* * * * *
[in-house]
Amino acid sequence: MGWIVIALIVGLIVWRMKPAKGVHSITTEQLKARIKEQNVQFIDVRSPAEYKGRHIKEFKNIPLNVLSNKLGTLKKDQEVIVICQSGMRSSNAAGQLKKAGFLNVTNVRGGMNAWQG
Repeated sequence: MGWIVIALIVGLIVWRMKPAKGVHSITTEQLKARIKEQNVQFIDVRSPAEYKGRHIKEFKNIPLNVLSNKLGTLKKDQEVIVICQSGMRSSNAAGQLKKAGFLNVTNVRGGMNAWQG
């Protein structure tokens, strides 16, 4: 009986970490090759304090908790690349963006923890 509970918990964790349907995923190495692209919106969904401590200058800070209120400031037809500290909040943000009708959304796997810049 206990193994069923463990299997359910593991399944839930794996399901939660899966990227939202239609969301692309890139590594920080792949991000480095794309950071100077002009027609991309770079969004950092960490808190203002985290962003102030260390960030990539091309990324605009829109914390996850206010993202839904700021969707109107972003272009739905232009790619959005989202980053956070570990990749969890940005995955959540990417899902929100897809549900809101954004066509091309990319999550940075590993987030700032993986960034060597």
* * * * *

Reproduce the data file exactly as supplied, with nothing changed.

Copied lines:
[in-house]
Amino acid sequence: MGWIVIALIVGLIVWRMKPAKGVHSITTEQLKARIKEQNVQFIDVRSPAEYKGRHIKEFKNIPLNVLSNKLGTLKKDQEVIVICQSGMRSSNAAGQLKKAGFLNVTNVRGGMNAWQG
Repeated sequence: MGWIVIALIVGLIVWRMKPAKGVHSITTEQLKARIKEQNVQFIDVRSPAEYKGRHIKEFKNIPLNVLSNKLGTLKKDQEVIVICQSGMRSSNAAGQLKKAGFLNVTNVRGGMNAWQG
């Protein structure tokens, strides 16, 4: 009986970490090759304090908790690349963006923890 509970918990964790349907995923190495692209919106969904401590200058800070209120400031037809500290909040943000009708959304796997810049 206990193994069923463990299997359910593991399944839930794996399901939660899966990227939202239609969301692309890139590594920080792949991000480095794309950071100077002009027609991309770079969004950092960490808190203002985290962003102030260390960030990539091309990324605009829109914390996850206010993202839904700021969707109107972003272009739905232009790619959005989202980053956070570990990749969890940005995955959540990417899902929100897809549900809101954004066509091309990319999550940075590993987030700032993986960034060597």